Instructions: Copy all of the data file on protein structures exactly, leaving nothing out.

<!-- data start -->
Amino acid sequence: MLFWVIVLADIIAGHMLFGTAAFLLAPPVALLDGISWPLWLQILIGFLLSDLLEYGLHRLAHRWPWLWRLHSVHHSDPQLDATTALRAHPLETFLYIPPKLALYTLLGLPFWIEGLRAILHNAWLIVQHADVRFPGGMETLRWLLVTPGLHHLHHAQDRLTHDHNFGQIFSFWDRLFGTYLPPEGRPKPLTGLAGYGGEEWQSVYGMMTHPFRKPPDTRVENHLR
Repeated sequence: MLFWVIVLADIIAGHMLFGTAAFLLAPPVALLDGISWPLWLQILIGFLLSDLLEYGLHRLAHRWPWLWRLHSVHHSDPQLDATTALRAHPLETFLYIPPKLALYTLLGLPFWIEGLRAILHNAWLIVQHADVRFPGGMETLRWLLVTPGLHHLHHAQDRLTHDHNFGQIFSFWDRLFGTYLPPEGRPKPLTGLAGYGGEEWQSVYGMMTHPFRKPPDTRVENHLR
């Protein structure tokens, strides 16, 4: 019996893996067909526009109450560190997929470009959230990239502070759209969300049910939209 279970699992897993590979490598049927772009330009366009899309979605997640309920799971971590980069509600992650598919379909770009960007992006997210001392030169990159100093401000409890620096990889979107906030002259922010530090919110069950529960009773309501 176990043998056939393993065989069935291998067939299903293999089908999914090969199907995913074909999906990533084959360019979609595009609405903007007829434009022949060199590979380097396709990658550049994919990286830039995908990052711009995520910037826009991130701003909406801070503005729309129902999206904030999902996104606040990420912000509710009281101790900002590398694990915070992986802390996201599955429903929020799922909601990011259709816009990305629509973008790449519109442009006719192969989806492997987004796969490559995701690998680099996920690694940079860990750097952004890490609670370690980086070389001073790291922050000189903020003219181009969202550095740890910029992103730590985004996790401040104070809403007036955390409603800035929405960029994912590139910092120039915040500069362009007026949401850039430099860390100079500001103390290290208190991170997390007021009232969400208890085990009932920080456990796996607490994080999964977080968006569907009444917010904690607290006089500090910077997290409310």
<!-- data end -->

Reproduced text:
Amino acid sequence: MLFWVIVLADIIAGHMLFGTAAFLLAPPVALLDGISWPLWLQILIGFLLSDLLEYGLHRLAHRWPWLWRLHSVHHSDPQLDATTALRAHPLETFLYIPPKLALYTLLGLPFWIEGLRAILHNAWLIVQHADVRFPGGMETLRWLLVTPGLHHLHHAQDRLTHDHNFGQIFSFWDRLFGTYLPPEGRPKPLTGLAGYGGEEWQSVYGMMTHPFRKPPDTRVENHLR
Repeated sequence: MLFWVIVLADIIAGHMLFGTAAFLLAPPVALLDGISWPLWLQILIGFLLSDLLEYGLHRLAHRWPWLWRLHSVHHSDPQLDATTALRAHPLETFLYIPPKLALYTLLGLPFWIEGLRAILHNAWLIVQHADVRFPGGMETLRWLLVTPGLHHLHHAQDRLTHDHNFGQIFSFWDRLFGTYLPPEGRPKPLTGLAGYGGEEWQSVYGMMTHPFRKPPDTRVENHLR
């Protein structure tokens, strides 16, 4: 019996893996067909526009109450560190997929470009959230990239502070759209969300049910939209 279970699992897993590979490598049927772009330009366009899309979605997640309920799971971590980069509600992650598919379909770009960007992006997210001392030169990159100093401000409890620096990889979107906030002259922010530090919110069950529960009773309501 176990043998056939393993065989069935291998067939299903293999089908999914090969199907995913074909999906990533084959360019979609595009609405903007007829434009022949060199590979380097396709990658550049994919990286830039995908990052711009995520910037826009991130701003909406801070503005729309129902999206904030999902996104606040990420912000509710009281101790900002590398694990915070992986802390996201599955429903929020799922909601990011259709816009990305629509973008790449519109442009006719192969989806492997987004796969490559995701690998680099996920690694940079860990750097952004890490609670370690980086070389001073790291922050000189903020003219181009969202550095740890910029992103730590985004996790401040104070809403007036955390409603800035929405960029994912590139910092120039915040500069362009007026949401850039430099860390100079500001103390290290208190991170997390007021009232969400208890085990009932920080456990796996607490994080999964977080968006569907009444917010904690607290006089500090910077997290409310």